The 790 Duke, which is due in European showrooms by the end of March and in the US at the end of this year (the delay due to homologation requirements, apparently), is a hugely important bike for KTM. The 799cc naked parallel twin is not merely a new model but the first of a family of bikes in the big-selling middleweight sector. With its typically sharp-edged lines, the 790 fills the large gap between the 690 Duke single and 1290 Super Duke V-twin in the Austrian firm’s streetbike range. It will be the starting point for other KTMs (including a 790 Adventure, due in a year’s time) as well as models from sister brand Husqvarna.
KTM’s development team considered a midsize V-twin before deciding that a parallel twin, more compact and less expensive to produce, was a better bet. The DOHC, eight-valve unit (which KTM calls the LC8c, for Liquid-Cooled 8-valve “compact”) has its crankpins offset by 75 degrees (as opposed to the more common 180-degree orientation) to give an irregular firing order, and it is tuned as much for midrange torque as top-end power. The engine’s two balance shafts allow it to be employed as a stressed member of the frame, which in KTM tradition is made from tubular steel. An aluminium rear subframe encloses the airbox, whose intakes are below the seat on either side. The WP suspension specification is basic, with non-adjustable 43mm fork and a rear shock with adjustable preload (using a C-spanner rather than remote knob).
Where the 790 is definitely not basic is in its electronics, which set new standards for the middleweight class. The Duke follows KTM’s big V-twins in using a five-axis IMU to provide high-level traction control, plus independent anti-wheelie and cornering ABS braking as standard, along with four riding modes. It also has a neat TFT display, operated by an updated and easier-to-use version of KTM’s familiar four-button switchgear on the left handlebar. A press of the Up button changes the digital display to allow selection from the four riding modes, one of them a Track setting that gives extra functionality, including on-the-fly adjustability of the traction control and the option of turning off the anti-wheelie function.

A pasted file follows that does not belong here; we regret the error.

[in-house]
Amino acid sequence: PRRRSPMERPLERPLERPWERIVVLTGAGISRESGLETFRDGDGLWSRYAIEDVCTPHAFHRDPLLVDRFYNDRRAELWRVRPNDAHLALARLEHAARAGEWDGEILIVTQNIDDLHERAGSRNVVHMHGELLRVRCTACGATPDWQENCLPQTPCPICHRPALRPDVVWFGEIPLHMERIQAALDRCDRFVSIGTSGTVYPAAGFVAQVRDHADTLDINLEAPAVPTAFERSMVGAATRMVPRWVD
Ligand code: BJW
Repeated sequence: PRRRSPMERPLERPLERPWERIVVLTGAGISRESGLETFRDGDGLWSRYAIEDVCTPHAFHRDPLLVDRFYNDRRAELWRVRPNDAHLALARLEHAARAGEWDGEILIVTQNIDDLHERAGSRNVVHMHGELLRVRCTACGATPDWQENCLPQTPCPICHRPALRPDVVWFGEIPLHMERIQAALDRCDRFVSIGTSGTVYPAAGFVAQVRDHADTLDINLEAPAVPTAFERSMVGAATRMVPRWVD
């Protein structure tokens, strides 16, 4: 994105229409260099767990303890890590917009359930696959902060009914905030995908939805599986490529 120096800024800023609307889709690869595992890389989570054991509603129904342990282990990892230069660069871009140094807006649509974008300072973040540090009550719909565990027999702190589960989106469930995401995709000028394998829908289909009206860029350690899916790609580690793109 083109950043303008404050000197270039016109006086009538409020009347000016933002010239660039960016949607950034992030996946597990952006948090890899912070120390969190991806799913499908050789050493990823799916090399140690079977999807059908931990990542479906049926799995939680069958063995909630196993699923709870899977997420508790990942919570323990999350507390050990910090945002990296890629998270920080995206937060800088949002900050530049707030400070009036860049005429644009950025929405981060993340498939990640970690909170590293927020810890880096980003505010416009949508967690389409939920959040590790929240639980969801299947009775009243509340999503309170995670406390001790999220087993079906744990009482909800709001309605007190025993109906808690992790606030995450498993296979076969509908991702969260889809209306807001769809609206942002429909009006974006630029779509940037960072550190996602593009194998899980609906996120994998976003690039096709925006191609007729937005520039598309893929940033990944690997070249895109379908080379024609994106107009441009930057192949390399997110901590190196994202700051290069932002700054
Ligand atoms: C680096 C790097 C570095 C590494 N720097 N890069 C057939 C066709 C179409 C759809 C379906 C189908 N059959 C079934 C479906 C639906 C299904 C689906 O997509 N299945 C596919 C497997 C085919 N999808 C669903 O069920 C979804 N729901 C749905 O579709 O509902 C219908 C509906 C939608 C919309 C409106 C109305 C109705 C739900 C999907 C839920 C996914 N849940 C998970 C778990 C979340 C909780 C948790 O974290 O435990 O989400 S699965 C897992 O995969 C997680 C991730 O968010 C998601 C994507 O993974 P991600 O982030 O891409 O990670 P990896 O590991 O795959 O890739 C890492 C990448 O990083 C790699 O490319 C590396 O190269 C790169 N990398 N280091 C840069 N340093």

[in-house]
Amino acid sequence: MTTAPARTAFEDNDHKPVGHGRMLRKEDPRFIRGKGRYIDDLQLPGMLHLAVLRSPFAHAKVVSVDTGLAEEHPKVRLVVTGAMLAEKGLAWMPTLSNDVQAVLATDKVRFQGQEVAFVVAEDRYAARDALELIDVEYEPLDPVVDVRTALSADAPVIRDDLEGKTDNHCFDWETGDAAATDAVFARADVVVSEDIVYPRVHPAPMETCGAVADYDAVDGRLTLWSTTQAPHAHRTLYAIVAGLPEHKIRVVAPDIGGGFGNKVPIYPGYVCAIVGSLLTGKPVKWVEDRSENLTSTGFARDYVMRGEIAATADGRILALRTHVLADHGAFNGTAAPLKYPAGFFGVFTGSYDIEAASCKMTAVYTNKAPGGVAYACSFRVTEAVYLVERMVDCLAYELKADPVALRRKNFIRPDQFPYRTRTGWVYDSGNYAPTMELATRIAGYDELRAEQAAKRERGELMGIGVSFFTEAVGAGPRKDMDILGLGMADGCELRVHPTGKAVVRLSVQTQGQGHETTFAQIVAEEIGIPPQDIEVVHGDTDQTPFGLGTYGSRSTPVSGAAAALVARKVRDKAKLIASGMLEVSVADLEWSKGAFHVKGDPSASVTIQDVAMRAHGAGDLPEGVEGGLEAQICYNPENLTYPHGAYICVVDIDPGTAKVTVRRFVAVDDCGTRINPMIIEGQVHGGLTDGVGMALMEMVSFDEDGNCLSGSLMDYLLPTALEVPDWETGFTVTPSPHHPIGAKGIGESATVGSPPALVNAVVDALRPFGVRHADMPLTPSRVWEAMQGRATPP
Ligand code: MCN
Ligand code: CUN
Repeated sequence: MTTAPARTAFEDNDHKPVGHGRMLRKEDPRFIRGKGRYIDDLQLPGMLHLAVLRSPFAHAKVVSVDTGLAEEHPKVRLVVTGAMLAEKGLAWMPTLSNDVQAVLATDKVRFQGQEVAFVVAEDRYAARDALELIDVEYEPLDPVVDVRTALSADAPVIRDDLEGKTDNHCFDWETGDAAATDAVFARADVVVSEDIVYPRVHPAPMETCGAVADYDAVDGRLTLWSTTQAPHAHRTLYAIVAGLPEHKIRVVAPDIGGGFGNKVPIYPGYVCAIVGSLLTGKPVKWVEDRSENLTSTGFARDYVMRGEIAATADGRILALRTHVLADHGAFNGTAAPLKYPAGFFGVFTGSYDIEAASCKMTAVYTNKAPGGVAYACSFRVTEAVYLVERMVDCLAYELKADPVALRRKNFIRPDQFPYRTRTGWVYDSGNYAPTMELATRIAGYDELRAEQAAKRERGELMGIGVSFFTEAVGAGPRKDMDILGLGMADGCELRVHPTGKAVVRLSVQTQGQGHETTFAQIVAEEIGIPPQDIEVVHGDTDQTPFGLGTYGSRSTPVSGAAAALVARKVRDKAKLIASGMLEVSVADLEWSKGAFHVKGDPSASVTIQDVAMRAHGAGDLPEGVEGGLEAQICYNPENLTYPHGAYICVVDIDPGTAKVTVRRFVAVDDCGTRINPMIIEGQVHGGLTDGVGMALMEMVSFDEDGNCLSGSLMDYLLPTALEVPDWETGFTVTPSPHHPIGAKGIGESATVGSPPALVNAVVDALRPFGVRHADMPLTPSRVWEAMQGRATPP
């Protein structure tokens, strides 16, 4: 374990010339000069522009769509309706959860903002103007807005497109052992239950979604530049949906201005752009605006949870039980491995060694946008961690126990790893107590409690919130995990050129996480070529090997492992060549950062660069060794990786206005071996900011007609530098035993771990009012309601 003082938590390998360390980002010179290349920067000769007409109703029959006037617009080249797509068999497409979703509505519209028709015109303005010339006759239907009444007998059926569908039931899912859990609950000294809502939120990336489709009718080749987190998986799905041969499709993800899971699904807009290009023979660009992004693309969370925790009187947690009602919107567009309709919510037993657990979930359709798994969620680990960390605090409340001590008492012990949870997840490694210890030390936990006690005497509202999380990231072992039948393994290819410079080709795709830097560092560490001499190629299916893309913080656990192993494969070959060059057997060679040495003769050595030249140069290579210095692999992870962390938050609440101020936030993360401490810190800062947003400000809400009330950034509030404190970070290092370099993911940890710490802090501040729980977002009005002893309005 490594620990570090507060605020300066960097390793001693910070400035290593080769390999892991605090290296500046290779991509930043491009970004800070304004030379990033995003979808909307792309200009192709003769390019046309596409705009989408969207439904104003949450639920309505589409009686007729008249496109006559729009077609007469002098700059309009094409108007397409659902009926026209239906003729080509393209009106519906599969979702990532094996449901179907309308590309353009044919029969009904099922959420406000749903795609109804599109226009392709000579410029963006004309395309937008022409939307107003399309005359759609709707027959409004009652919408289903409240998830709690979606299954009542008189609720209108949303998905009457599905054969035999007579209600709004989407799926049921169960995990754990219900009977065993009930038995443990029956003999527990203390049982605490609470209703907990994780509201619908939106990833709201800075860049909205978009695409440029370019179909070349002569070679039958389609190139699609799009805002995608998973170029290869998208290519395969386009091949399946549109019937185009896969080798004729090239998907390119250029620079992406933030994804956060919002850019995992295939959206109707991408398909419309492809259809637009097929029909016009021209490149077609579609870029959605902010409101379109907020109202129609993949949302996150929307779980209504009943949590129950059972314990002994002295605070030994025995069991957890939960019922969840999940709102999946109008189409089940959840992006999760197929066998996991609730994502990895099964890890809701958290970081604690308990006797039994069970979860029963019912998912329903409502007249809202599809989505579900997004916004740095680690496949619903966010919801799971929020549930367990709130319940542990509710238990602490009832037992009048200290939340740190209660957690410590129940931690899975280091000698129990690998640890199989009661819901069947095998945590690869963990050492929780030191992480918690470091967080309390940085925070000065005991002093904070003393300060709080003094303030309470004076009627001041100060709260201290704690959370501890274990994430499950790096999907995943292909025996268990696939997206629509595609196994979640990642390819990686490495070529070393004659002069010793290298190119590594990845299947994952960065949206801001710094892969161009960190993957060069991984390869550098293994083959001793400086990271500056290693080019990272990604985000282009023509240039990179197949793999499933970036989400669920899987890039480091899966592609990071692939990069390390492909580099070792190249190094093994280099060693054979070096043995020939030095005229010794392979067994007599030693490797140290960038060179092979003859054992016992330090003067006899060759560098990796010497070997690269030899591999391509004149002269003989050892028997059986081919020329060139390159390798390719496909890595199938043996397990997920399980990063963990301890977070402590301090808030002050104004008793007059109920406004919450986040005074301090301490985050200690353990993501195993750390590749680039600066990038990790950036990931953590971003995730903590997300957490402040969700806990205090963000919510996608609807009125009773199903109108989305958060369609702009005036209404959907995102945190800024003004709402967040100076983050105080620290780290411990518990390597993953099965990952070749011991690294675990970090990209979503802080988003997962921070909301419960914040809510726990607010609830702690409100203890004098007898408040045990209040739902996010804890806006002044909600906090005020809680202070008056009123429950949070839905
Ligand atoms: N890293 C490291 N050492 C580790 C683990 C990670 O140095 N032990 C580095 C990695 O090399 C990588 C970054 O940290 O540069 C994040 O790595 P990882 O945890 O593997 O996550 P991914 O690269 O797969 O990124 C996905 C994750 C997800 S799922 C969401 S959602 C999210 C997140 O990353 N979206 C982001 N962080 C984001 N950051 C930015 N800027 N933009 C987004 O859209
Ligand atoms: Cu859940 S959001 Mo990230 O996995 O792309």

On the launch ride in Gran Canaria, Spain, I mostly used Street and the slightly sharper Sport (there’s also Rain, which reduces power), both of which gave excellent throttle response. Just over 100 hp and a flat torque curve was always likely to be fun from a bike claiming a weight of 383 pounds, especially when aided by a superbly light gearbox and excellent shifter. A couple of riders reported a few false neutrals, but the several bikes I rode changed flawlessly.
It was no surprise to find the 790 feeling quick and instantly entertaining on the roads of Gran Canaria. Sure enough, it ripped to well over 100 mph with minimal encouragement, on the way to a top speed of about 140 mph. It pulled sweetly from 4,000 rpm or below, and was sufficiently smooth up near the 9,500-rpm redline that vibration was never an issue. A pleasant surprise was the slightly lumpy character and the off-beat exhaust note from the high-level pipe, both of which added to the entertainment.
My only real criticism of the 790’s power train is that didn’t particularly like slow speeds at steady throttle opening—the fuel system seemed to be hunting slightly for the right delivery. This wasn’t remotely annoying when briefly riding through a few sleepy Spanish villages, but might be more so on a city commute. Back on the positives, the clutch’s action is very light, and there’s always the option of Rain mode for a generally softer power delivery.